October 18, 2012
For this act of love, I read this article from Focus on the Family on friendship in marriage. How important for a marriage is friendship and how important for a friendship is spending time together. Through 365 Acts of Love, we’ve developed the habit of spending our evenings together. Whether we’re watching something or reading or talking or cleaning, we’re intentional about being together and enjoying each other. I’m sure that this habit will pay great dividends in the years to come. It already has. Like C. S. Lewis said, “It is when we are doing things together that friendship springs up – painting, sailing ships, praying, philosophizing, and fighting shoulder to shoulder. Friends look in the same direction.”
The article warned against not nourishing and nurturing your friendship with your spouse. When people let the busyness of their lives get in the way of their relationship with their spouse, their friendship with their spouse can wane and the relationship becomes more like a business partnership. For us, I remember thinking of us as roommates. It’s in a situation like that that infidelity is apt to occur.
I’m glad that I’ve seen the importance of maintaining our friendship. It’s been beneficial for our family and relationship and it’s been a lot of fun.
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Posted by 365actsoflove
January 10, 2012
In the course of our marriage, I’ve read many hundreds of books and articles, but until I started 365, I hadn’t read much on marriage (shame, shame). In fact, as of a week ago, I hadn’t read a single book on marriage. That’s changed. For my 102nd act of love, I read (over the course of several days) Timothy Keller’s The Meaning of Marriage. His book refined my view of marriage and was an excellent and interesting read.
In the coming days, I may post some of my thoughts on Keller’s book. For now, here are some things Keller said about selfishness that stood out to me:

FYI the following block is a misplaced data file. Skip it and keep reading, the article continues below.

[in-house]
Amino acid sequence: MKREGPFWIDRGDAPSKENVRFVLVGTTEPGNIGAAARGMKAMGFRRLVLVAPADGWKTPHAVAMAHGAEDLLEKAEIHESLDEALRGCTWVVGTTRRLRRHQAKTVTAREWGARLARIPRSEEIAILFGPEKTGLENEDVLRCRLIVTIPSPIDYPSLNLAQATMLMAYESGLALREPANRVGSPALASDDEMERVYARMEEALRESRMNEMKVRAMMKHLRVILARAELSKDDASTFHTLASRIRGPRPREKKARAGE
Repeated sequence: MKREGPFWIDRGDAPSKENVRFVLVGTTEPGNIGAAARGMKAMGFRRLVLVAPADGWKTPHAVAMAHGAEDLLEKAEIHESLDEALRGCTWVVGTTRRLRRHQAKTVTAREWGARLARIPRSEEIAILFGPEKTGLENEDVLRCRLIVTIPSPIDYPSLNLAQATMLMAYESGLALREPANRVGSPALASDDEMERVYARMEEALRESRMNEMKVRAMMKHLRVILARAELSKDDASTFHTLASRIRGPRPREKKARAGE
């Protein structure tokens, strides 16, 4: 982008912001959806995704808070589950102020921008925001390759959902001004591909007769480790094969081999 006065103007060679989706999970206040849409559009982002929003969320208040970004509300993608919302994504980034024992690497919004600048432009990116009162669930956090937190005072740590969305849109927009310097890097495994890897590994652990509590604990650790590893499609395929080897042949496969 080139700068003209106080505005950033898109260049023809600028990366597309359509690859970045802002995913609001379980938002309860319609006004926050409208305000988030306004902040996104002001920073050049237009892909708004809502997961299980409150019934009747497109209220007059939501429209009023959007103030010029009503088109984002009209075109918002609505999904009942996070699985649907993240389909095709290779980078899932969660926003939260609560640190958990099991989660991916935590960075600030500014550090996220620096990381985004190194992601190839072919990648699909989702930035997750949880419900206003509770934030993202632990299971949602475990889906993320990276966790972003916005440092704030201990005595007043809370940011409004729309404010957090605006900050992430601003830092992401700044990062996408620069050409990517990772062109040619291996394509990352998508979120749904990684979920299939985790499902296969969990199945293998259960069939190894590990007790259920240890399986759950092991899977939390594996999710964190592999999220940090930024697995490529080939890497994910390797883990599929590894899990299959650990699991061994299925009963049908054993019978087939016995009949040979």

Self-centeredness is a havoc-wreaking problem in many marriages, and it is the ever-present enemy of every marriage (56).
Self-centeredness by its very character makes you blind to your own while being hypersensitive, offended, and angered by that of others. The result is always a downward spiral into self-pity, anger, and despair, as the relationship gets eaten away to nothing (57).
If two spouses each say, “I’m going to treat my self-centeredness as the main problem in the marriage,” you have the prospect of a truly great marriage (65).
In light of Keller’s thoughts on selfishness, here’s a summary of what I’ve learned regarding my own selfishness through 365 Act of Love. Before 365, I was blinded by my own selfishness into thinking that I wasn’t all that bad and that you needed to turn yourself around. But 365 is changing that. I’m recognizing that selfishness is opposed to love and is death to marriage. (I knew that before, but merely intellectually.) I’m recognizing how selfish I am and the problems my selfishness causes for us. Now, I’m working (and God in me: Phil 2:12-13) to fight self-centeredness with self-sacrifice in order to reorient my heart. I know I’ve touched on these things before in this blog, but I can’t help but discuss what God’s been doing in my heart through 365.
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Posted by 365actsoflove